My Interview with the Chicago Artist Coalition

The Chicago Artist Coalition interviewed me for there Chicago Artist To Watch program. I was interviewed by Miguel Jimenez, the assistant to the publications Manager for Chicago
Artists’ News. Here is the interview:

First, a little bit about your

background: Where were you
raised, and where did you do your
undergraduate work?

I was raised in Schaumburg
and went to Columbia College in
Chicago. I graduated in 2005.

Your photographs are taken

in both urban and suburban settings.
Is that a reflection on the
duality of living in the suburbs and
studying in the city?

I was raised in the suburbs, and
even while going to Columbia I still
lived at home in Schaumburg. But
there was always something about
the city that intrigued me when I
first started to go there…there was
just a lot more diversity. During
high school, my friends and I would
take trips out to the city and go all
over Chicago – just hanging out and
exploring. It was an experience of
freedom from the whole suburban
life that was really routine. The city
had lots of layers to it. There were
lots of different things going on and
people from different walks of life.

In many of your photographs
taken in the city, there seems to be
a focus on the way women express
themselves with their bodies and
fashion what do you look to capture
in these photographs?

A lot of it is just off of my own
observations of people. I just try to
reset them and exaggerate them a
little. They are women who have attitudes
and exude a confidence all the
time that I’d never seen before. I am
showing this confidence and making
it grander than what it usually is.

Can you describe the process

behind these photographs?

Everything is always set up. I
have stylists, make-up artists, and
models. I talk to the models about a
character that I build up. I can see a
lady sitting at the bus stop with her
hands in her pockets, very voguish,
but she can be tired waiting for
the bus. I tell a model, “Picture the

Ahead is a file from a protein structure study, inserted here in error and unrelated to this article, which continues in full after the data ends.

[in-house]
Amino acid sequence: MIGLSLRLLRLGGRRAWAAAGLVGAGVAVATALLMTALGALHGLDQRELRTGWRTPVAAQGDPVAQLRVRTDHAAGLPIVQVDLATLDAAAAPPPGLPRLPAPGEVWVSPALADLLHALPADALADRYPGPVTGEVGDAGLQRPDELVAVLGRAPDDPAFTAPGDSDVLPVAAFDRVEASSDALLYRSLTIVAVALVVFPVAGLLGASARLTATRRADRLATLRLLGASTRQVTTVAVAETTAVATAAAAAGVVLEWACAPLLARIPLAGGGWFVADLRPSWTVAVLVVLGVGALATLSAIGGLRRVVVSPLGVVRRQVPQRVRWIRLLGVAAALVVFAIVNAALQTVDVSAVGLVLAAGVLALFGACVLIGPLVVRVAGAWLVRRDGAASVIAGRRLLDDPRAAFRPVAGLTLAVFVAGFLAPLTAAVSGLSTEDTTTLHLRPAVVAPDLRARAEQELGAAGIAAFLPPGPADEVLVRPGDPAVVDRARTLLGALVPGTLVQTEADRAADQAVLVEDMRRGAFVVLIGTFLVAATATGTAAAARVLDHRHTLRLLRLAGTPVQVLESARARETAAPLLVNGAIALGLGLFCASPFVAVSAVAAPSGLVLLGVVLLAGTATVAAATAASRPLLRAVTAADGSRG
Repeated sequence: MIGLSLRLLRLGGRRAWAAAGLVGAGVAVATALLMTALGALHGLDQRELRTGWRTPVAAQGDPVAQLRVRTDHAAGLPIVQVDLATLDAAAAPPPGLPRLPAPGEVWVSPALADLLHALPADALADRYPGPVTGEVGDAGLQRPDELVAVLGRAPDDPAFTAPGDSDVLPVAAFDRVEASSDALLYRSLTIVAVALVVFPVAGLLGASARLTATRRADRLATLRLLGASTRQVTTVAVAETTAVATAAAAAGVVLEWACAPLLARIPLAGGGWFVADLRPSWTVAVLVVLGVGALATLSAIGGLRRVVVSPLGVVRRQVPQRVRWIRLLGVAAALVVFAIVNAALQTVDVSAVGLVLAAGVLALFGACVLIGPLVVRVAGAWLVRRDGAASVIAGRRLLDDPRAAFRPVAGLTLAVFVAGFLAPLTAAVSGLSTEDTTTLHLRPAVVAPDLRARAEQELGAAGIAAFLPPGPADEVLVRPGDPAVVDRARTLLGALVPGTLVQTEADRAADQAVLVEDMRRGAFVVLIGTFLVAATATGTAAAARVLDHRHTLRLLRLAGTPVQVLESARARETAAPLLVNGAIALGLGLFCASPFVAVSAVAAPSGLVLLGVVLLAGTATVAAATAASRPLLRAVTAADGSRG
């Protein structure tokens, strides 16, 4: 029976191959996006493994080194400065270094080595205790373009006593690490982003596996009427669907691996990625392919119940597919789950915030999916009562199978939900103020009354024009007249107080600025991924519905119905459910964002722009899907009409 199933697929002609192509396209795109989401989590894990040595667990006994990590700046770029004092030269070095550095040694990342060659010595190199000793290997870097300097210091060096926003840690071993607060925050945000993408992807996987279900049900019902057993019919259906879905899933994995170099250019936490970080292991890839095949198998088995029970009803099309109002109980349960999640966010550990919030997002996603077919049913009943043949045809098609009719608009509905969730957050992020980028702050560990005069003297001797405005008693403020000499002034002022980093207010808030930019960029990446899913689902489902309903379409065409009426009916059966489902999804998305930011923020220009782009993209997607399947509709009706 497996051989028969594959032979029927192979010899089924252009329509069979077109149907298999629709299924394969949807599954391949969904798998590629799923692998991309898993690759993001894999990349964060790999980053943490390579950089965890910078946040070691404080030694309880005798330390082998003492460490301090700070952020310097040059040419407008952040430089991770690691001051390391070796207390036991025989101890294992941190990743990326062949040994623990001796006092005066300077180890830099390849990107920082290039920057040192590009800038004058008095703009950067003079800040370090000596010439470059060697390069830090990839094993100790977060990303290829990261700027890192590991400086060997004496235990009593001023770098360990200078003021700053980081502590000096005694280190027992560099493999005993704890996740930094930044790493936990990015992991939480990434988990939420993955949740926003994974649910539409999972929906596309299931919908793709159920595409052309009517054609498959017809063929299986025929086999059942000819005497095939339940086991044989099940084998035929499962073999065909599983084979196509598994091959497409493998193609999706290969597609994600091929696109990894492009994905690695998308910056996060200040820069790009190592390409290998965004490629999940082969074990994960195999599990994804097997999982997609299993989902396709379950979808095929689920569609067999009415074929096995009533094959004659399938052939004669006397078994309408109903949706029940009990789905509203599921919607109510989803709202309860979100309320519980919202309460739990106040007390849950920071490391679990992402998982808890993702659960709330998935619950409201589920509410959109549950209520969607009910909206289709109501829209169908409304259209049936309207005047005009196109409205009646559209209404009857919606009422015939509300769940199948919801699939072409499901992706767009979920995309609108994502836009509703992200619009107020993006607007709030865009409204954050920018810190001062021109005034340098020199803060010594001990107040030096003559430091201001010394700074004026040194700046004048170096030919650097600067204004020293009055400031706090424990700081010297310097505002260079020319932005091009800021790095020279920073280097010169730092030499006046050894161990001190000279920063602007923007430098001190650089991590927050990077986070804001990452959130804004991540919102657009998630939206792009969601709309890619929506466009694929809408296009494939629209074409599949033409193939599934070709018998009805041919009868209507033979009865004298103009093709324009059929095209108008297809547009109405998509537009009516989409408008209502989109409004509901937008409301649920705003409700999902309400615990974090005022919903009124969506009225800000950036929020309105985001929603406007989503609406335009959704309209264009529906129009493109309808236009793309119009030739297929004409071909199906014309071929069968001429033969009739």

girl waiting for the bus, it’s really
cold, and you have to get to work...”
Models and people can relate to this
because they’ve seen these characters.
They know the person that I’m
talking about and they know the

It seems like fashion brings

something unique to these re-staged
real-life scenarios. Fashion and
photography really collide. Where
did this idea come from?

I like fashion photography and
I also like photo journalism. I take
both things and put them together.

You have a project that seems
to follow these ideas, entitled “The
Wal-Mart Project.” Can you tell us
about it?
A really good friend and I go to
Wal-Mart and take pictures every
year. We dress up alike and pretend
we’re a couple, and we take pictures
together. I just thought it would be
fun to bring a model into Wal-Mart
and take a picture. They have these
crazy backdrops with sailboats and
leaves and other stuff, and I thought
it’d be interesting. That’s something
that I’m working on now. It’s fun
to see the portrait photographer get
involved. I direct the model and after
we take the picture, we all look at
the picture. The model can look, the
photographer can look, and we have
to decide whether or not we want the
picture. It’s just a fun project. I’m
going to video tape the next one.

Is that what you’re currently
working on?

Yes, and I’m also working on
a documentary / mockumentary
about black kids who are raised
in predominantly white suburbs.
I’ll be able to do a portrait project
with that.

Finally, what keeps you going as an
artist, specifically when something
like the state arts budget
cut occurs?

I hope that someday I can get to the
point where I can be so successful
that I can meet with someone and
change his/her mind or be able to cut
a check, because art is really important.
If I hadn’t studied art I wouldn’t
be here. It’s all that I’ve wanted to
do. It’s important that other people
get that opportunity to express themselves
and know that careers are
available in art and that you can
make a living doing it. I can’t believe
that they cut the budget. I just really
hope that I can get to the point where
I can make a difference.

For more information about the Chicago Artist Coalition click here

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